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Doc Bug #51282 crypt() result different between PHP 5.3.1 and PHP 5.3.2
Submitted: 2010-03-12 10:54 UTC Modified: 2010-03-31 01:48 UTC
Avg. Score:4.0 ± 0.0
Reproduced:1 of 1 (100.0%)
Same Version:0 (0.0%)
Same OS:0 (0.0%)
From: jerome dot auge at anakeen dot com Assigned: joey (profile)
Status: Not a bug Package: *Encryption and hash functions
PHP Version: 5.3.2 OS: Mac, Linux
Private report: No CVE-ID: None
 [2010-03-12 10:54 UTC] jerome dot auge at anakeen dot com
I use crypt() to store and validate passwords using the « Standard DES » hash, and after upgrading to 5.3.2, the hashed password of an account is not the same as the one generated with PHP 5.3.1 :

With PHP 5.3.1 :

  $ php -r 'print crypt("anakeen", "A^")."\n";'

After upgrading to PHP 5.3.2 :

  $ php -r 'print crypt("anakeen", "A^")."\n";'

I tested both on Mac (macports) and on Linux (rawhide), and the hash result was different on both platform.

On Mac OS X (10.5), the Perl (or C) crypt gives me the same results as PHP 5.3.1 :

  $ perl -e 'print crypt("anakeen", "A^")."\n";'

While on Linux, the Perl script gives me the same result as PHP 5.3.2.

It appears that there is a difference in the crypt() function, between these platforms, regarding the presence of non alpha-num chars in the salt :

Mac OS X with "A-" salt = different hashes :
  $ php -r 'print crypt("anakeen", "A-")."\n";'
  $ perl -e 'print crypt("anakeen", "A-")."\n"';

Mac OS X with "A9" salt = same hashes :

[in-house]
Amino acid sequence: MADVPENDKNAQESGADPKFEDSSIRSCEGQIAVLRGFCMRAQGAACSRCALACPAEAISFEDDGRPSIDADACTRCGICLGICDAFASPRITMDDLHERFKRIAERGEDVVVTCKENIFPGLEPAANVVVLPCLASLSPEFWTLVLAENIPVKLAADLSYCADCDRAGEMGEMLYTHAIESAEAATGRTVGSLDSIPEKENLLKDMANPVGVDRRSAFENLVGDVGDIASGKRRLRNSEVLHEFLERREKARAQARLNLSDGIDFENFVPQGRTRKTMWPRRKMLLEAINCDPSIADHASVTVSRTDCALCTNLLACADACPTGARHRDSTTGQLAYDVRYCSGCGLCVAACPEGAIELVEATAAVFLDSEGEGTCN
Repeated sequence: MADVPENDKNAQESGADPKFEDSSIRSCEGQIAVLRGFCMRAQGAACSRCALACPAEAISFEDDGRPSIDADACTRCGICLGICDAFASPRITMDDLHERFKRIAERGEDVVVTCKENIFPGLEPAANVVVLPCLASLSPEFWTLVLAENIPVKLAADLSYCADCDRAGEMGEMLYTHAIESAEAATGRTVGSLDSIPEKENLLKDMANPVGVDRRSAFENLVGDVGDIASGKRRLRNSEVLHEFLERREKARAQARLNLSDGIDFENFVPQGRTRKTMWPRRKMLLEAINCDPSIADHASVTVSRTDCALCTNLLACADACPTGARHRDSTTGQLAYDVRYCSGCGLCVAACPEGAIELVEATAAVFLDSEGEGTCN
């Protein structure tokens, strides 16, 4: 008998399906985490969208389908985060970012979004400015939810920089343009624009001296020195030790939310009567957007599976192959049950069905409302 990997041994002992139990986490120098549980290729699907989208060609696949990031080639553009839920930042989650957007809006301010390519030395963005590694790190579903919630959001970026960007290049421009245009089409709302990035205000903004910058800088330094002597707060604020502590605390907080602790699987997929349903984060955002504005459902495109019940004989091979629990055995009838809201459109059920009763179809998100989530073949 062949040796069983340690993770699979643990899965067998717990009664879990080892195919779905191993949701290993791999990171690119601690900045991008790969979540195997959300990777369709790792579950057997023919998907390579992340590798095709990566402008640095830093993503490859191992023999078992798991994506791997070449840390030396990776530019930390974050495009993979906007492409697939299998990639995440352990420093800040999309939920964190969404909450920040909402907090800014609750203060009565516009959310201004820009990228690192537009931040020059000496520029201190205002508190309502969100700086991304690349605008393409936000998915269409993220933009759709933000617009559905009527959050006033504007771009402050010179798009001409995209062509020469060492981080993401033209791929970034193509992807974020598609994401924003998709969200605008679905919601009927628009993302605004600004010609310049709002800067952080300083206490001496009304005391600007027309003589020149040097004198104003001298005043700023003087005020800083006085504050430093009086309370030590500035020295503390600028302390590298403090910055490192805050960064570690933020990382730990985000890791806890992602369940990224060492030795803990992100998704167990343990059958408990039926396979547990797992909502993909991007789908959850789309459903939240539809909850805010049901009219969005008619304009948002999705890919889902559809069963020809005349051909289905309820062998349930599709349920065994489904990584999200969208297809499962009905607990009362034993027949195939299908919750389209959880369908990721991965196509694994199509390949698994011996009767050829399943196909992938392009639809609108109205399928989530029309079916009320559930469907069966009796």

$ perl -e 'print crypt("anakeen", "A9")."\n"';
  $ php -r 'print crypt("anakeen", "A9")."\n";'

Maybe I should not have used non alpha-num chars for my salt in the first place ?


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 [2010-03-12 12:34 UTC]
-Status: Open +Status: Assigned -Type: Bug +Type: Documentation Problem -Assigned To: +Assigned To: joey
 [2010-03-30 00:53 UTC] paul dot fernandez at gmail dot com
I have a similar problem going from PHP 5.2.8 to 5.3.0.

        if(CRYPT_STD_DES == 1) { echo "Standard DES is available.\n\n"; }

        $username = 'aardvark';
        $password = 'password';

        $salt = substr($username, 0, 1);
        echo "\$salt = $salt\n";

        $pass = crypt($password, $salt);
        echo "Standard crypt encryption (1 char salt)  = '$pass'\n";

        $des_pass = crypt($password, 'a$');
        echo "DES encryption (2 char salt) = '$des_pass'\n";

Output from PHP 5.3.0:

$ php test24.php
Standard DES is available.

$salt = a
Standard crypt encryption (1 char salt)  = 'a$Av8awQ0AsR6'
DES encryption (2 char salt) = 'a$Av8awQ0AsR6'

Output of the same code on PHP 5.2.8:

$ php test24.php
Standard DES is available.

$salt = a
Standard crypt encryption (1 char salt)  = 'a$LHSkrbhfU1.'
DES encryption (2 char salt) = 'a$LHSkrbhfU1.'
 [2010-03-30 01:53 UTC]
-Status: Assigned +Status: Bogus
 [2010-03-30 01:53 UTC]
Thank you for taking the time to write to us, but this is not
a bug. Please double-check the documentation available at and the instructions on how to report